The report is one of four, which will ultimately seek to assist in the development of a National Logistics Strategy
A study commissioned to the Washington DC based consulting firm, Nathan Associates Inc, has found a hole in the Modjo Dry Port facility, undermining the nation's efforts to build a fast and cost effective logistics operation.
The facility is a "major bottleneck in the supply chains serving imports of containerised cargo", while quality has proven to have a "few problems". It too has unnecessary delays due to "underinvestment, poor management and lengthy customs procedures", the study reveals. Presented to the industry operators, who met at the Harmony Hotel on Monday, June 16, 2014, the study was commissioned by the Ethiopian Maritimes Affairs Authority (MAA), under the directorship of Mekonnen Abera, a veteran expert in maritime operations.
Reports published by international organisations, such as the World Bank (WB), indicate that poor logistics is severely hampering trade and foreign direct investment. This is forcing the Ethiopian government to develop a more in-depth strategy for the logistics sector.
With this drive, the government commissioned Nathan to conduct the study. They won the tender floated by the Economic Policy Unit of the Prime Minister's Office to study the logistics situations of the country and come up with recommendations that will be used as the National Logistics Strategy. Nathan retained the tender for one million dollars, which is funded by the United Nations Development Program (UNDP), according to a source.
On presenting the recent report, Nathan's experts pointed their fingers at a number of reasons for the bottleneck at Modjo. These included; poor operational procedures and control, insufficient yard management systems, cumbersome customs procedures, underinvestment in equipment and facilities and failure to relocate abandoned containers.
The consultant, with more than 60 years of experience in consultancy services, used a method called supply and value chain analysis. Using this method, it picked six major export items and five import items and studied their value and supply chains.
The export items in the study include coffee, fruit and vegetables, flowers, oil seeds, leather and cotton. Import items picked for the study were petroleum products, grain, fertiliser, durable goods and fast moving consumer goods.
The study also assessed institutions and stakeholders involved in the transport sector, such as the Modjo Dry Port, Ethiopian Airlines Cargo and truck drivers who transport goods by land via the Ethio-Djibouti corridor.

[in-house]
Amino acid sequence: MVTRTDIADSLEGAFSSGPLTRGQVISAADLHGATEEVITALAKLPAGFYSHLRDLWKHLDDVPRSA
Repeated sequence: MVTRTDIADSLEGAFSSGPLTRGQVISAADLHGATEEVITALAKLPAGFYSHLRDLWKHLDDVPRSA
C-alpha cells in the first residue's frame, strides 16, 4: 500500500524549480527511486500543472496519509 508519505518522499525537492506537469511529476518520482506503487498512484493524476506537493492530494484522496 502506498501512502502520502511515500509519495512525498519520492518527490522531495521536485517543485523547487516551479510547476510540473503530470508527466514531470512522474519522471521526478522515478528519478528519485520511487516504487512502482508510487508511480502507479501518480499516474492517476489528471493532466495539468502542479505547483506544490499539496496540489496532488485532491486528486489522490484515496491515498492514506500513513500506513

In addition to pinpointing the problems at the Modjo Dry Port, the report also identified other "constraints that faced companies in being internationally competitive". These included; the challenges of the Ethiopian Commodity Exchange (ECX) for determining and disseminating price indexes that reflect market clearing prices, limited availability of financial instruments for export, uncertainty regarding foreign exchange for import and an old, inadequate, slow to load or unload and expensive to operate truck fleet in the country.
The import of goods before securing hard currency, insufficiency of cash upon approval, missing documents and the intentional store of goods due to the low storage fees for air cargo are also identified by the report for leading to "delays in the removal of goods, causing congestion and low productivity in the general air cargo terminal", the report finds. The construction of an additional warehouse by the air cargo unit "will not address the underlying issue", it stated.
The consultants were not immune to the wrath of critics from the industry, however. Chaired by the state Minister for Transport, Getachew Mengistie, voices from industry operators reveal the extent of their dissatisfaction over the inadequacy of the study itself, which puts Ethiopia's average freight growth at 22pc. The study does not deserve to be called a national logistics strategy, but one that deals with the Ethio-Djibouti corridor; it is devoid of elements to look forward and consider current investment changes in logistics patters, operators argued.
"It's simplistic in its approach," said an operator from the private sector.
"The study lacks consideration of the human capital," declared another. "It dwells enormously on the problems and little on the solution."
Industry operators have agreed that the study suffers from policy, structural, practical and regulatory consideration, while at the same time assumes Djibouti and Ethiopia are within a single sovereign state.
Kassahun Aberu (PhD), who has done his doctoral studies on transport logistics and is a shareholder of AKAKAS Logistics Plc, finds the whole study one that is "a cart before the horse" and devoid of demand analysis.
The report is not the final document sought from the consultant, in terms of the reference it was provided with upon winning the tender to conduct the study, said Temegen Yihune, logistics coordinator with the MAA. It is called a diagnostic analysis report, which is one of the four that Nathan is expected to submit within two years of its commissioning in June 2013.
After the diagnostics report has been presented, Nathan is expected to come up with a blue-print design for improving the logistics. Its third report will be expected to recommend concrete interventions, whether in the form of projects or regulatory change, while the fourth will be a more detailed implementation strategy.
In addition to submitting all of these, which is expected to be finalised after seven months, Nathan is expected to supervise the implementation and provide technical assistance over the following months, according to Temesgen.
"The report presented last Tuesday, June 17, 2014, is aimed at addressing the major problems of the logistic sector." He said. "The final national strategic document is yet to be presented."